German police say Sergej W targeted bombs at football team Borussia Dortmund to profit from a sharp fall in the club’s shares through put options.
When news broke of a bomb blast targeted at Borussia Dortmund it was easy to assume this to be yet another lamentable attack by Islamic extremists. Prosecutors, however, soon came to a different, and far more unusual conclusion.
Rather than ideology, the motive for the attack was money. Investigators believe a lone perpetrator detonated explosive devices so that he could make big profits from a sharp fall in Dortmund´s shares.
Put options were the vehicle for the get-rich-quick scheme, which would theoretically enable the suspect to profit from his inside knowledge of the attack.
Prosecutors say the prime suspect, currently identified only as Sergej W, bought thousands of put options prior to the attack on 11 April, 2017.
They believe the 28-year old Russian-German man could have made hundreds of thousands of euros in profits had the blast resulted in the deaths of Dortmund players. In such a scenario, there would have been a corresponding sharp fall in the club´s share price.
The three bombs Sergej is alleged to have planted exploded in a hedge as the team´s bus was on the way to a Champions League quarterfinal. Fortunately, however, the Dortmund team narrowly escaped disaster.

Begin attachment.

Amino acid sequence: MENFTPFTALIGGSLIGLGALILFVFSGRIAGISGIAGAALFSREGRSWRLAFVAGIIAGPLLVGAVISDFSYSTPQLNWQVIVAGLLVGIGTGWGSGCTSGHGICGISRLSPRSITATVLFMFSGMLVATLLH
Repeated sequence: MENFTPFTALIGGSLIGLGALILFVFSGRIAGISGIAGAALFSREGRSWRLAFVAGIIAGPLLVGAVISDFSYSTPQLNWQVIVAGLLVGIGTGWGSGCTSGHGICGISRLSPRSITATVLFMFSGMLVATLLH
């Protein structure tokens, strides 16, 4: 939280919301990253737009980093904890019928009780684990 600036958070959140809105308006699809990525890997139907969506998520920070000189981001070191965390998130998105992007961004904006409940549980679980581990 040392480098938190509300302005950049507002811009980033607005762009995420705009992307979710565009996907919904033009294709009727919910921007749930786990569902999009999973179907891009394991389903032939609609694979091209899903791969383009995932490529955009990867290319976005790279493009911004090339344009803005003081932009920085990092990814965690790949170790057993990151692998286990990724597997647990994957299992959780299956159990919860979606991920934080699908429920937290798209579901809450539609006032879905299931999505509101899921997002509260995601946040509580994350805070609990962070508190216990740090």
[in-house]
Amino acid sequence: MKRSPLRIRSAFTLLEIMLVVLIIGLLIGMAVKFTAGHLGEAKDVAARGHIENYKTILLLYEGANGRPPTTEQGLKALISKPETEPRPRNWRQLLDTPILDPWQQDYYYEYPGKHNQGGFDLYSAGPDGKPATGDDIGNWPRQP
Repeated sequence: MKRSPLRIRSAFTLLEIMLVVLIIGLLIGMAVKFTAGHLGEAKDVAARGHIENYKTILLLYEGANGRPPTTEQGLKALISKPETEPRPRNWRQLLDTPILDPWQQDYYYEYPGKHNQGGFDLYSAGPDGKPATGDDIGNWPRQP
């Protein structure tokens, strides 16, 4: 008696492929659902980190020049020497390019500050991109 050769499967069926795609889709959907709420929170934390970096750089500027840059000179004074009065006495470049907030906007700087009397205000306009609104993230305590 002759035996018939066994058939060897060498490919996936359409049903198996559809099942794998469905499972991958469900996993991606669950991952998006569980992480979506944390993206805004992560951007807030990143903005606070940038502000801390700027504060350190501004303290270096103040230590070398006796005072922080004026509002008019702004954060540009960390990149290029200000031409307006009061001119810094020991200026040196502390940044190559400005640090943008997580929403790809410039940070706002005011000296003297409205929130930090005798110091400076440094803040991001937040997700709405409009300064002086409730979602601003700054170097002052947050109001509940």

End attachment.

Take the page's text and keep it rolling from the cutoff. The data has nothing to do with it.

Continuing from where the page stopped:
While a policeman and one player were injured in the explosion, the scale of carnage required to sink the shares did not materialise. In fact, Dortmund´s share price actually rose in the day after the attack, ending the session up by nearly 2%. Sergej´s get-quick-rich scheme had failed.
Following a tip-off from a German bank which noticed his unusual trades, police were also able to arrest Sergej and charge him with attempted murder.
Buying put options is a common way that investors can profit from potential falls in shares. While there is a cap on the realisable profits from buying a put option as a share price cannot fall below zero, the potential loss is always limited to the non-refundable contract premium paid at initiation.
This latter factor makes such instruments an obvious choice for those with modest capital. Sergej, however, is alleged to have opened a far larger put-options position than an ordinary investor would normally consider; he was acting on the inside knowledge of his planned attack.
The former electronics company apprentice is thought to have taken out a five-figure loan to purchase the options.
Volatility and events
Higher share price volatility increases the likelihood of making a profit from puts. When volatility is low and an underlying share price remains virtually unchanged, we´ve still lost the option premium that we paid at the initiation of the contract.
However, buying contracts on stocks with lower volatility but which we believe hold strong potential for share price movement due to events can often prove to be better value. This is because the cost of contracts on stocks with higher volatility tends to be greater, reducing the potential for profit.